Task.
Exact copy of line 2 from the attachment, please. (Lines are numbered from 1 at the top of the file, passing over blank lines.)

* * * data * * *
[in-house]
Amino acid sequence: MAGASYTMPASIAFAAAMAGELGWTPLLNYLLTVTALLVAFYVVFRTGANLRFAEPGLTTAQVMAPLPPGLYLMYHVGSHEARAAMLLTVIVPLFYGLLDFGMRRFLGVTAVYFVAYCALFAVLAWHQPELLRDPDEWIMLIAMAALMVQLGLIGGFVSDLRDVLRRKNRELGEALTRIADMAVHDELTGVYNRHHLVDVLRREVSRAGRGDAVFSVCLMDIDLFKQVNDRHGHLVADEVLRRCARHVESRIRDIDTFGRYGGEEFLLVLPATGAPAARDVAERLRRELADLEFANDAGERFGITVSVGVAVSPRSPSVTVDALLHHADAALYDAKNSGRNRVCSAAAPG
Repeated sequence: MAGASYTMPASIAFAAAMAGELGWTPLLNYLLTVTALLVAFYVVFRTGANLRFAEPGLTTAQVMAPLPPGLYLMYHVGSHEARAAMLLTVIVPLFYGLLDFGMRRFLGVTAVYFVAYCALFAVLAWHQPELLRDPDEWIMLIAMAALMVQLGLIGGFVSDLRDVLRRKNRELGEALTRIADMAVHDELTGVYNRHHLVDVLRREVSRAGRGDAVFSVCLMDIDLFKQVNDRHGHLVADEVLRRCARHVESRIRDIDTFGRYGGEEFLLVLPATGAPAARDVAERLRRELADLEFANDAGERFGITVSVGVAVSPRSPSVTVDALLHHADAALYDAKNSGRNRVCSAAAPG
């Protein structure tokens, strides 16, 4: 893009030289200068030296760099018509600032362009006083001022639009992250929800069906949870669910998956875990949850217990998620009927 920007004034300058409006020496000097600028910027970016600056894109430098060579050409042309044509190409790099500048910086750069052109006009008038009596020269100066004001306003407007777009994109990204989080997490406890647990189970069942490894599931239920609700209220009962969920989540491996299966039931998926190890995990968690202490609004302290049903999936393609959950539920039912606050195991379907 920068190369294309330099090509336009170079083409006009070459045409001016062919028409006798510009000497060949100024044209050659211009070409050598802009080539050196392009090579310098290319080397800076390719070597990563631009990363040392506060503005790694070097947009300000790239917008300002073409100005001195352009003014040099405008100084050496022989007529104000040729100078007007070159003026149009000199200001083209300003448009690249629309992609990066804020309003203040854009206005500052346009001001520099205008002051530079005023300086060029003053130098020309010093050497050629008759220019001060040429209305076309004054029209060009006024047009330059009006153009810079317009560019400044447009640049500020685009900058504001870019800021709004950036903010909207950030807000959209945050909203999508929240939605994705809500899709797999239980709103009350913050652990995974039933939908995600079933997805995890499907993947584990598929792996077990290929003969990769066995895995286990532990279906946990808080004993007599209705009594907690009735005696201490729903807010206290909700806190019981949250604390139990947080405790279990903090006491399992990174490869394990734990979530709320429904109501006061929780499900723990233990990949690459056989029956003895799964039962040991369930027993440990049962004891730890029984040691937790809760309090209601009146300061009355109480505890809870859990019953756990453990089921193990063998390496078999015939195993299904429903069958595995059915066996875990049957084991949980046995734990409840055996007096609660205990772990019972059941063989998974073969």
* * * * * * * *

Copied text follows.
Amino acid sequence: MAGASYTMPASIAFAAAMAGELGWTPLLNYLLTVTALLVAFYVVFRTGANLRFAEPGLTTAQVMAPLPPGLYLMYHVGSHEARAAMLLTVIVPLFYGLLDFGMRRFLGVTAVYFVAYCALFAVLAWHQPELLRDPDEWIMLIAMAALMVQLGLIGGFVSDLRDVLRRKNRELGEALTRIADMAVHDELTGVYNRHHLVDVLRREVSRAGRGDAVFSVCLMDIDLFKQVNDRHGHLVADEVLRRCARHVESRIRDIDTFGRYGGEEFLLVLPATGAPAARDVAERLRRELADLEFANDAGERFGITVSVGVAVSPRSPSVTVDALLHHADAALYDAKNSGRNRVCSAAAPG